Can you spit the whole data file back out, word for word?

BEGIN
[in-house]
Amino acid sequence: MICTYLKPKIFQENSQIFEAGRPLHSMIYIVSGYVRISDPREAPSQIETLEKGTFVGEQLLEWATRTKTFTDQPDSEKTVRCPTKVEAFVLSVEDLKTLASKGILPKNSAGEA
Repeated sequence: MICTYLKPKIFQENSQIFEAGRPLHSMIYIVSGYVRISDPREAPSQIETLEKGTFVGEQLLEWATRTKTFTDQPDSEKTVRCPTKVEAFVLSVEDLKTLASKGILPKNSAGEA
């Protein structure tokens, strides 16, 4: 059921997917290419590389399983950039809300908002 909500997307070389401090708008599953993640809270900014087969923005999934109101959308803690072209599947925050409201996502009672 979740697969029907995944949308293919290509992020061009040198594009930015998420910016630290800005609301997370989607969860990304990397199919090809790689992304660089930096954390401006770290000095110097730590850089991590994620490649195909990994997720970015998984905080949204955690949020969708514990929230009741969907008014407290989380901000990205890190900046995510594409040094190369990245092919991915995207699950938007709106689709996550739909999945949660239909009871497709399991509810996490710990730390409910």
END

[in-house]
Amino acid sequence: MICTYLKPKIFQENSQIFEAGRPLHSMIYIVSGYVRISDPREAPSQIETLEKGTFVGEQLLEWATRTKTFTDQPDSEKTVRCPTKVEAFVLSVEDLKTLASKGILPKNSAGEA
Repeated sequence: MICTYLKPKIFQENSQIFEAGRPLHSMIYIVSGYVRISDPREAPSQIETLEKGTFVGEQLLEWATRTKTFTDQPDSEKTVRCPTKVEAFVLSVEDLKTLASKGILPKNSAGEA
């Protein structure tokens, strides 16, 4: 059921997917290419590389399983950039809300908002 909500997307070389401090708008599953993640809270900014087969923005999934109101959308803690072209599947925050409201996502009672 979740697969029907995944949308293919290509992020061009040198594009930015998420910016630290800005609301997370989607969860990304990397199919090809790689992304660089930096954390401006770290000095110097730590850089991590994620490649195909990994997720970015998984905080949204955690949020969708514990929230009741969907008014407290989380901000990205890190900046995510594409040094190369990245092919991915995207699950938007709106689709996550739909999945949660239909009871497709399991509810996490710990730390409910």